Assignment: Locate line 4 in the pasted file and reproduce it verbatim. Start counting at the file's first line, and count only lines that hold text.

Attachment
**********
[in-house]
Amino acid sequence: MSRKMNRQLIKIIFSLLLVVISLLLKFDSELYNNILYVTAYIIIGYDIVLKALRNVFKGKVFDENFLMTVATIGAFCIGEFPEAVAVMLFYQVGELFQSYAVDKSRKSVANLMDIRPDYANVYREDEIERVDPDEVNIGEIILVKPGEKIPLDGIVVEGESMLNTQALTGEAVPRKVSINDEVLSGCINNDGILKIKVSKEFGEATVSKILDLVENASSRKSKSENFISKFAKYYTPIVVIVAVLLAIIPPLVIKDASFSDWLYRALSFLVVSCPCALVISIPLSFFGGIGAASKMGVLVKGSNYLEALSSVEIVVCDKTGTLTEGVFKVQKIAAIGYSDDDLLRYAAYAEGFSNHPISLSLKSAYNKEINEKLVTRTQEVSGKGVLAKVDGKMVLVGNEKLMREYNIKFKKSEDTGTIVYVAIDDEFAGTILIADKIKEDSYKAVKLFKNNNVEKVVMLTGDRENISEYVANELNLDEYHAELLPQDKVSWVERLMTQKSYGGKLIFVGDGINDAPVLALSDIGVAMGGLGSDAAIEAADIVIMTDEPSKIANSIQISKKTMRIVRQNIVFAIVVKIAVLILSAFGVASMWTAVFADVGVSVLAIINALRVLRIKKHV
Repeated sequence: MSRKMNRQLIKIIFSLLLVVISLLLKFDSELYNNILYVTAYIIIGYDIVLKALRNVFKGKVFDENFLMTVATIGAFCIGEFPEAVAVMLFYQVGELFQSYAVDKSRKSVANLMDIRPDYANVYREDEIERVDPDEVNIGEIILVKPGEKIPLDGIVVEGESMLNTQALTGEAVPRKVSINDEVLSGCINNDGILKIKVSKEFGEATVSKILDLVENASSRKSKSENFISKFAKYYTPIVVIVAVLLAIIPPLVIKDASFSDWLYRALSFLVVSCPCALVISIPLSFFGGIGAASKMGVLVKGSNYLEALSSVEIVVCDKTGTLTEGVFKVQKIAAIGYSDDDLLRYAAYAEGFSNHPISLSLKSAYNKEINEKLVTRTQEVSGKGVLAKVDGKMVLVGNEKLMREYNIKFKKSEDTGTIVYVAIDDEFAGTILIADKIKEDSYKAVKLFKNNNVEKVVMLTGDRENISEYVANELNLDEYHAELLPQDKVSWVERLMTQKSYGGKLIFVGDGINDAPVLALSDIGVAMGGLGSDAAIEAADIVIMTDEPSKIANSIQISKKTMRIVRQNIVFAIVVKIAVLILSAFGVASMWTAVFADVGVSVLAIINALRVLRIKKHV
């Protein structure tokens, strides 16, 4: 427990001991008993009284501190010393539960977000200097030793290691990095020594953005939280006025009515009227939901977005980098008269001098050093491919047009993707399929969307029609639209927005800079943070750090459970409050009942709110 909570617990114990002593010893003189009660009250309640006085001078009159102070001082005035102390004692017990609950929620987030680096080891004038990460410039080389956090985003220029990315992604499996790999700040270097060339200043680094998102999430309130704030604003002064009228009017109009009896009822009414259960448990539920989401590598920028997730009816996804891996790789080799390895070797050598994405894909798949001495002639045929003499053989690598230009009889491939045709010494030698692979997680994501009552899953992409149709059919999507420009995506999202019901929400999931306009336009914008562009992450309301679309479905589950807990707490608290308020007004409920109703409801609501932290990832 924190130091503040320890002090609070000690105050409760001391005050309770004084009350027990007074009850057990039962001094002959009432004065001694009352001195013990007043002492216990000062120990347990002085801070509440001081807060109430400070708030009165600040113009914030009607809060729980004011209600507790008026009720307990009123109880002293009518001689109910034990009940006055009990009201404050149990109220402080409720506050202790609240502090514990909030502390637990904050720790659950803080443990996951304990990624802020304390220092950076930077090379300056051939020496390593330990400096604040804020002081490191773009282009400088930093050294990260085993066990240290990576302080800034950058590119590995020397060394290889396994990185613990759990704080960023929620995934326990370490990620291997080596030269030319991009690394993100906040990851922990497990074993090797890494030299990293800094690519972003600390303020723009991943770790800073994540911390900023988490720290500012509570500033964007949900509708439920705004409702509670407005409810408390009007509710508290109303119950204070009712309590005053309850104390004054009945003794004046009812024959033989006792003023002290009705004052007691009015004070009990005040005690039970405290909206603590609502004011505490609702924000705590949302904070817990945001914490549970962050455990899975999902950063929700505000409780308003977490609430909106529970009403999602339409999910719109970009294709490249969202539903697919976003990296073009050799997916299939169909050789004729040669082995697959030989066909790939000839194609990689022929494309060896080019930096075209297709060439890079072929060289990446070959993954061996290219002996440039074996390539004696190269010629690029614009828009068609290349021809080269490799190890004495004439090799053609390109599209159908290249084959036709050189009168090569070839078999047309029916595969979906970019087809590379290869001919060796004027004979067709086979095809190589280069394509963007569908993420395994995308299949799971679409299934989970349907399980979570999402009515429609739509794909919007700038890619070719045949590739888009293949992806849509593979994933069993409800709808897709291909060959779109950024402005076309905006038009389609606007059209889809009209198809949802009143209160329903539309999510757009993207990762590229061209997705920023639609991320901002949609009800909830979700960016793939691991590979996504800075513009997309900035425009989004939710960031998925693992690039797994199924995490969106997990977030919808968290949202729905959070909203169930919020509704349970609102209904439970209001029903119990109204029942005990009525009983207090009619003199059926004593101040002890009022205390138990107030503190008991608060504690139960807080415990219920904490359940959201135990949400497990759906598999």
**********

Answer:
């Protein structure tokens, strides 16, 4: 427990001991008993009284501190010393539960977000200097030793290691990095020594953005939280006025009515009227939901977005980098008269001098050093491919047009993707399929969307029609639209927005800079943070750090459970409050009942709110 909570617990114990002593010893003189009660009250309640006085001078009159102070001082005035102390004692017990609950929620987030680096080891004038990460410039080389956090985003220029990315992604499996790999700040270097060339200043680094998102999430309130704030604003002064009228009017109009009896009822009414259960448990539920989401590598920028997730009816996804891996790789080799390895070797050598994405894909798949001495002639045929003499053989690598230009009889491939045709010494030698692979997680994501009552899953992409149709059919999507420009995506999202019901929400999931306009336009914008562009992450309301679309479905589950807990707490608290308020007004409920109703409801609501932290990832 924190130091503040320890002090609070000690105050409760001391005050309770004084009350027990007074009850057990039962001094002959009432004065001694009352001195013990007043002492216990000062120990347990002085801070509440001081807060109430400070708030009165600040113009914030009607809060729980004011209600507790008026009720307990009123109880002293009518001689109910034990009940006055009990009201404050149990109220402080409720506050202790609240502090514990909030502390637990904050720790659950803080443990996951304990990624802020304390220092950076930077090379300056051939020496390593330990400096604040804020002081490191773009282009400088930093050294990260085993066990240290990576302080800034950058590119590995020397060394290889396994990185613990759990704080960023929620995934326990370490990620291997080596030269030319991009690394993100906040990851922990497990074993090797890494030299990293800094690519972003600390303020723009991943770790800073994540911390900023988490720290500012509570500033964007949900509708439920705004409702509670407005409810408390009007509710508290109303119950204070009712309590005053309850104390004054009945003794004046009812024959033989006792003023002290009705004052007691009015004070009990005040005690039970405290909206603590609502004011505490609702924000705590949302904070817990945001914490549970962050455990899975999902950063929700505000409780308003977490609430909106529970009403999602339409999910719109970009294709490249969202539903697919976003990296073009050799997916299939169909050789004729040669082995697959030989066909790939000839194609990689022929494309060896080019930096075209297709060439890079072929060289990446070959993954061996290219002996440039074996390539004696190269010629690029614009828009068609290349021809080269490799190890004495004439090799053609390109599209159908290249084959036709050189009168090569070839078999047309029916595969979906970019087809590379290869001919060796004027004979067709086979095809190589280069394509963007569908993420395994995308299949799971679409299934989970349907399980979570999402009515429609739509794909919007700038890619070719045949590739888009293949992806849509593979994933069993409800709808897709291909060959779109950024402005076309905006038009389609606007059209889809009209198809949802009143209160329903539309999510757009993207990762590229061209997705920023639609991320901002949609009800909830979700960016793939691991590979996504800075513009997309900035425009989004939710960031998925693992690039797994199924995490969106997990977030919808968290949202729905959070909203169930919020509704349970609102209904439970209001029903119990109204029942005990009525009983207090009619003199059926004593101040002890009022205390138990107030503190008991608060504690139960807080415990219920904490359940959201135990949400497990759906598999």